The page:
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Security in the Americas: Neither Evolution nor Devolution--Impasse

Security in the Americas: Neither Evolution nor Devolution--Impasse - Cover

Authored by Dr. Max G. Manwaring.

March 2004

38 Pages

Brief Synopsis

The author identifies the strategic-political challenge of effective sovereignty and security, with a focus on nontraditional threats. He recommends that leaders rethink the problem of nontraditional threats and develop the conceptual and strategic-political multilateral responses necessary to deal effectively with them. Piecemeal tactical-operational level responses to nontraditional threats and actors must be supplemented by broader political-strategic efforts. Additionally, cooperative national and international efforts designed to inhibit and reverse the processes of state failure must supplement military and law-enforcement emphasis on the attrition of individual "narco-terrorists." The author's recommendations constitute no easy task. However, if the United States and the other countries of the Western Hemisphere ignore what is happening in Latin America, the expansion of terrorism, "lawless areas," and general instability easily could destroy the democracy, free market economies, and prosperity that has been achieved in recent years. In turn, that would profoundly affect the health of the U.S. economy--and the concomitant power to act in the global security arena.


This monograph begins with a discussion of sovereignty and then considers national security threats with reference to two different levels of analysis. The first is the traditional-legal versus a more realistic contemporary level of analysis; second, the operational, strategic, and political levels of analysis. The traditional concept tends to focus attention on the tactical-operational levels of activity; the more contemporary notion broadens analysis to more strategic political concerns.

In these strategic-political terms, it is useful to outline the circular linkage among and between security, stability, development, democracy, and sovereignty. This linkage clarifies the interdependence of these elements, and provides beginning points from which to develop the strategic-political vision necessary for success against the most likely current and future security challenges and threats at the international, national, and intra-national levels. In that context, two case studies are examined: Colombia over the past 40 to 50 years, and the “New War” in Central America; toward an understanding of how Colombia, Central America, and their U.S. ally have dealt with nontraditional threats to national security, stability, and sovereignty in their respective situations. The Central American case focuses on the traditional versus the more modern approach, and the Colombian case centers on the tactical versus the strategic approach to the problem. These cases further illustrate that instability, and the people who create and/or exploit it, are tactical operational threats in their own right. But, the ultimate political strategic threat to more general hemispheric and global security and sovereignty is that of state failure.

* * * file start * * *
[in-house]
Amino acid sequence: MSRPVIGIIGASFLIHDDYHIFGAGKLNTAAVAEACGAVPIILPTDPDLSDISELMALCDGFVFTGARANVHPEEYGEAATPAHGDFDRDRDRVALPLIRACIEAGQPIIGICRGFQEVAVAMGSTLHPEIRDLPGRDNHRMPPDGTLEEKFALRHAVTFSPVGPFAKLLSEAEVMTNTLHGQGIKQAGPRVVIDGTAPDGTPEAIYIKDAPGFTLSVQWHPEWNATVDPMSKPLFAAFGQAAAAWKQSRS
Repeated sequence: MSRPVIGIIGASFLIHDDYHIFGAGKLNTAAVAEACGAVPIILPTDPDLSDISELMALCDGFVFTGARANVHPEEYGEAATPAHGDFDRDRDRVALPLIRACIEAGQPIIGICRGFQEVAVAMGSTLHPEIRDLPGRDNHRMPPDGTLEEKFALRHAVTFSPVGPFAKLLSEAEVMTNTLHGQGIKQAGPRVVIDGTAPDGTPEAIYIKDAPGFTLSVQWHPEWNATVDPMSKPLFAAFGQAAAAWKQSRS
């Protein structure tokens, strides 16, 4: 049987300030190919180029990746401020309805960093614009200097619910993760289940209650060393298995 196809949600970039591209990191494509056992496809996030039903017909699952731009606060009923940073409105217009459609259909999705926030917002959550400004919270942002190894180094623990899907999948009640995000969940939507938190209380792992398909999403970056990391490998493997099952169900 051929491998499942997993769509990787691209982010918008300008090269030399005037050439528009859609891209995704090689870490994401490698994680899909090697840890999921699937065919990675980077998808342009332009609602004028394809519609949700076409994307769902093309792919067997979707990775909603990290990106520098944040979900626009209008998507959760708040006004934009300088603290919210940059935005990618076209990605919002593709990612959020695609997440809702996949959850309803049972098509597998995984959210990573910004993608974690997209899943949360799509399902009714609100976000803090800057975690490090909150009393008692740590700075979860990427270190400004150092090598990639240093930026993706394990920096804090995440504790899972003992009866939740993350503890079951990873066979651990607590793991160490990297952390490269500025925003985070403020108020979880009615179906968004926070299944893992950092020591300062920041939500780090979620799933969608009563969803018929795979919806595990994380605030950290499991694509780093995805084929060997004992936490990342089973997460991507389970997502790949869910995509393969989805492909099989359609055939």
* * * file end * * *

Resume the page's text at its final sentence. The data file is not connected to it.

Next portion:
The author concludes with the argument that a broadened concept of threat to national security and sovereignty is meaningful and important. This is particularly crucial for those governments in the Western Hemisphere―and elsewhere―that do not discern any serious security issues, or proverbial clouds, on their traditionally defined peaceful horizons. Ample evidence indicates that nontraditional security problems can take nation-states to a process that ends in failing or failed state status—as examples, dysfunctional states, criminal states, narco-states, rogue states, and new “peoples’ democracies.” Moreover, it is important to note that failing and failed states tend not to (1) buy U.S. and other Western-made products; (2) be interested in developing democratic and free market institutions and human rights; and, (3) cooperate on shared problems such as illegal drugs, illicit arms flows, debilitating refugee flows, and potentially dangerous environmental problems (e.g., water scarcity). In short, failing and failed states tend to linger, and go from bad to worse. The longer they persist, the more they and their problems endanger global peace and security.

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